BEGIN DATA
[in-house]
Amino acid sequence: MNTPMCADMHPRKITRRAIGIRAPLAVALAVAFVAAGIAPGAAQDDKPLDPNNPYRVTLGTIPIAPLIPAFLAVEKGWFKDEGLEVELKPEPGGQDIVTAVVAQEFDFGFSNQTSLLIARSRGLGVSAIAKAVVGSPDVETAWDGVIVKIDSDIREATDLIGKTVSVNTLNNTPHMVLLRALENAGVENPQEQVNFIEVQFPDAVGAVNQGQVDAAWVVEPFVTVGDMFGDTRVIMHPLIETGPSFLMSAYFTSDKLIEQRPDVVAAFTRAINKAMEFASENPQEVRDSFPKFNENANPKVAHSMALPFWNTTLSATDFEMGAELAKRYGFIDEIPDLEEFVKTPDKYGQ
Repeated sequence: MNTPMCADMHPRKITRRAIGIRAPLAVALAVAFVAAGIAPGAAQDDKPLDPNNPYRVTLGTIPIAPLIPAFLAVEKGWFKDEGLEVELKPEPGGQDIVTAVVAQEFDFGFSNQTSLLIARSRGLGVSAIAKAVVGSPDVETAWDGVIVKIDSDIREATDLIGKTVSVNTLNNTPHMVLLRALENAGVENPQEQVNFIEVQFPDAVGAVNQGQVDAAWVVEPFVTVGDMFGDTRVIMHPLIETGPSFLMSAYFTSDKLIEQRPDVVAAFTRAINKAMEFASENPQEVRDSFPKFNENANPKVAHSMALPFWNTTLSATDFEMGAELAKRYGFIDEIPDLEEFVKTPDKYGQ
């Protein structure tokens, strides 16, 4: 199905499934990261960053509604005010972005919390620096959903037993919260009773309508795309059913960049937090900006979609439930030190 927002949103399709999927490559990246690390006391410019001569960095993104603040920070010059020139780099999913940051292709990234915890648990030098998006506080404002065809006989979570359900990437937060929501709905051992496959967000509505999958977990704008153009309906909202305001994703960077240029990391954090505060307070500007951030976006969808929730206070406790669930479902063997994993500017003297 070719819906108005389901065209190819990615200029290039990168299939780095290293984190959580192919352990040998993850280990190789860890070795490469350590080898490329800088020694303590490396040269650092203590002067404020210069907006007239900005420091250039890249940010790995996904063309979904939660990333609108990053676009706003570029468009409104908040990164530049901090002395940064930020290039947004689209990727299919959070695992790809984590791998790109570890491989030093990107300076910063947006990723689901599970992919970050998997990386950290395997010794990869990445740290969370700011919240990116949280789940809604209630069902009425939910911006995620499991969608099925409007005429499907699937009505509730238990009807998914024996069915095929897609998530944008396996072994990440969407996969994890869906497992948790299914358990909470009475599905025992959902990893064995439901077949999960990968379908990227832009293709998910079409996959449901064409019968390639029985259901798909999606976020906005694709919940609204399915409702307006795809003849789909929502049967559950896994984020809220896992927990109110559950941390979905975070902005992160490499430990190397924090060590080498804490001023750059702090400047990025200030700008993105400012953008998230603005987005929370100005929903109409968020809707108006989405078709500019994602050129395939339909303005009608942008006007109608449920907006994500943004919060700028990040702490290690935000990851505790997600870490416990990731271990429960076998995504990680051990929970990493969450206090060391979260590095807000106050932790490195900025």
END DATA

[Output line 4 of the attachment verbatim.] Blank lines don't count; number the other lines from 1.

């Protein structure tokens, strides 16, 4: 199905499934990261960053509604005010972005919390620096959903037993919260009773309508795309059913960049937090900006979609439930030190 927002949103399709999927490559990246690390006391410019001569960095993104603040920070010059020139780099999913940051292709990234915890648990030098998006506080404002065809006989979570359900990437937060929501709905051992496959967000509505999958977990704008153009309906909202305001994703960077240029990391954090505060307070500007951030976006969808929730206070406790669930479902063997994993500017003297 070719819906108005389901065209190819990615200029290039990168299939780095290293984190959580192919352990040998993850280990190789860890070795490469350590080898490329800088020694303590490396040269650092203590002067404020210069907006007239900005420091250039890249940010790995996904063309979904939660990333609108990053676009706003570029468009409104908040990164530049901090002395940064930020290039947004689209990727299919959070695992790809984590791998790109570890491989030093990107300076910063947006990723689901599970992919970050998997990386950290395997010794990869990445740290969370700011919240990116949280789940809604209630069902009425939910911006995620499991969608099925409007005429499907699937009505509730238990009807998914024996069915095929897609998530944008396996072994990440969407996969994890869906497992948790299914358990909470009475599905025992959902990893064995439901077949999960990968379908990227832009293709998910079409996959449901064409019968390639029985259901798909999606976020906005694709919940609204399915409702307006795809003849789909929502049967559950896994984020809220896992927990109110559950941390979905975070902005992160490499430990190397924090060590080498804490001023750059702090400047990025200030700008993105400012953008998230603005987005929370100005929903109409968020809707108006989405078709500019994602050129395939339909303005009608942008006007109608449920907006994500943004919060700028990040702490290690935000990851505790997600870490416990990731271990429960076998995504990680051990929970990493969450206090060391979260590095807000106050932790490195900025």